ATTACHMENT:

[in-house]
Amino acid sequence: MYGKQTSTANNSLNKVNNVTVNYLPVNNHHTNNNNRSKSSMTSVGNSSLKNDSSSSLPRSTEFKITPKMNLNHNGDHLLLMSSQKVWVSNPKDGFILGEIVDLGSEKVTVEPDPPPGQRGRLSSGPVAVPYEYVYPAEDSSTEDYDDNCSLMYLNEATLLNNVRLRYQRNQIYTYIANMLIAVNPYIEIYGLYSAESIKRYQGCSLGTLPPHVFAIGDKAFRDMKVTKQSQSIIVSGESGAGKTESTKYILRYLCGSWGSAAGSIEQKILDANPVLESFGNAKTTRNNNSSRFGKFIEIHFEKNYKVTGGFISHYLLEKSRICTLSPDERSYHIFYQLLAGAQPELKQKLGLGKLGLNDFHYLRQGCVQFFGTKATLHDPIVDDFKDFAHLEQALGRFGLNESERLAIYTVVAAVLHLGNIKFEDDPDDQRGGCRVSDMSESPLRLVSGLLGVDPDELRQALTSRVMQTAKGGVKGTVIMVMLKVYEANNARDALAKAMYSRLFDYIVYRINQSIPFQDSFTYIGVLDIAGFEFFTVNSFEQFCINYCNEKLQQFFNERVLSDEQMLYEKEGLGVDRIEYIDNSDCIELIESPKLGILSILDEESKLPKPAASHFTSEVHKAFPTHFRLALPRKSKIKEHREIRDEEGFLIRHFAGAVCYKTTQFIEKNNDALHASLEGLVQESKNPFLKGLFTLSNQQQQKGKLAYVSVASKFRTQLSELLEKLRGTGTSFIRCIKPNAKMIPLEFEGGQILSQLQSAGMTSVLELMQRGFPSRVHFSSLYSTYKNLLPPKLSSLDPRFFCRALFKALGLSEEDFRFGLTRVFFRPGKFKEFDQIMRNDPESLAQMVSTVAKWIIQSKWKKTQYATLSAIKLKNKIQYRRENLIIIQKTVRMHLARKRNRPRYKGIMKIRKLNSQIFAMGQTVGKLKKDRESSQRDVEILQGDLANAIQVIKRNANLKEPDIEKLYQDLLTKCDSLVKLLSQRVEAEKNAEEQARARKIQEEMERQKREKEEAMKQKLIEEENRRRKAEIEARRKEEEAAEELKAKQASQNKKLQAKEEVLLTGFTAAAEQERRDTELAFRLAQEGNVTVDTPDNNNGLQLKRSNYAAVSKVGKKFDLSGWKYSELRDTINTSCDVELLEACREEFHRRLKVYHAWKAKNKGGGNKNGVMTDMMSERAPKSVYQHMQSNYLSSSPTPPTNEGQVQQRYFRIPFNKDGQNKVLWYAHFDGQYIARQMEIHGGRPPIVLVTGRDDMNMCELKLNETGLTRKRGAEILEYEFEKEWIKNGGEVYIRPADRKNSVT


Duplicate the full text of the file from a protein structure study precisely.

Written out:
[in-house]
Amino acid sequence: MYGKQTSTANNSLNKVNNVTVNYLPVNNHHTNNNNRSKSSMTSVGNSSLKNDSSSSLPRSTEFKITPKMNLNHNGDHLLLMSSQKVWVSNPKDGFILGEIVDLGSEKVTVEPDPPPGQRGRLSSGPVAVPYEYVYPAEDSSTEDYDDNCSLMYLNEATLLNNVRLRYQRNQIYTYIANMLIAVNPYIEIYGLYSAESIKRYQGCSLGTLPPHVFAIGDKAFRDMKVTKQSQSIIVSGESGAGKTESTKYILRYLCGSWGSAAGSIEQKILDANPVLESFGNAKTTRNNNSSRFGKFIEIHFEKNYKVTGGFISHYLLEKSRICTLSPDERSYHIFYQLLAGAQPELKQKLGLGKLGLNDFHYLRQGCVQFFGTKATLHDPIVDDFKDFAHLEQALGRFGLNESERLAIYTVVAAVLHLGNIKFEDDPDDQRGGCRVSDMSESPLRLVSGLLGVDPDELRQALTSRVMQTAKGGVKGTVIMVMLKVYEANNARDALAKAMYSRLFDYIVYRINQSIPFQDSFTYIGVLDIAGFEFFTVNSFEQFCINYCNEKLQQFFNERVLSDEQMLYEKEGLGVDRIEYIDNSDCIELIESPKLGILSILDEESKLPKPAASHFTSEVHKAFPTHFRLALPRKSKIKEHREIRDEEGFLIRHFAGAVCYKTTQFIEKNNDALHASLEGLVQESKNPFLKGLFTLSNQQQQKGKLAYVSVASKFRTQLSELLEKLRGTGTSFIRCIKPNAKMIPLEFEGGQILSQLQSAGMTSVLELMQRGFPSRVHFSSLYSTYKNLLPPKLSSLDPRFFCRALFKALGLSEEDFRFGLTRVFFRPGKFKEFDQIMRNDPESLAQMVSTVAKWIIQSKWKKTQYATLSAIKLKNKIQYRRENLIIIQKTVRMHLARKRNRPRYKGIMKIRKLNSQIFAMGQTVGKLKKDRESSQRDVEILQGDLANAIQVIKRNANLKEPDIEKLYQDLLTKCDSLVKLLSQRVEAEKNAEEQARARKIQEEMERQKREKEEAMKQKLIEEENRRRKAEIEARRKEEEAAEELKAKQASQNKKLQAKEEVLLTGFTAAAEQERRDTELAFRLAQEGNVTVDTPDNNNGLQLKRSNYAAVSKVGKKFDLSGWKYSELRDTINTSCDVELLEACREEFHRRLKVYHAWKAKNKGGGNKNGVMTDMMSERAPKSVYQHMQSNYLSSSPTPPTNEGQVQQRYFRIPFNKDGQNKVLWYAHFDGQYIARQMEIHGGRPPIVLVTGRDDMNMCELKLNETGLTRKRGAEILEYEFEKEWIKNGGEVYIRPADRKNSVT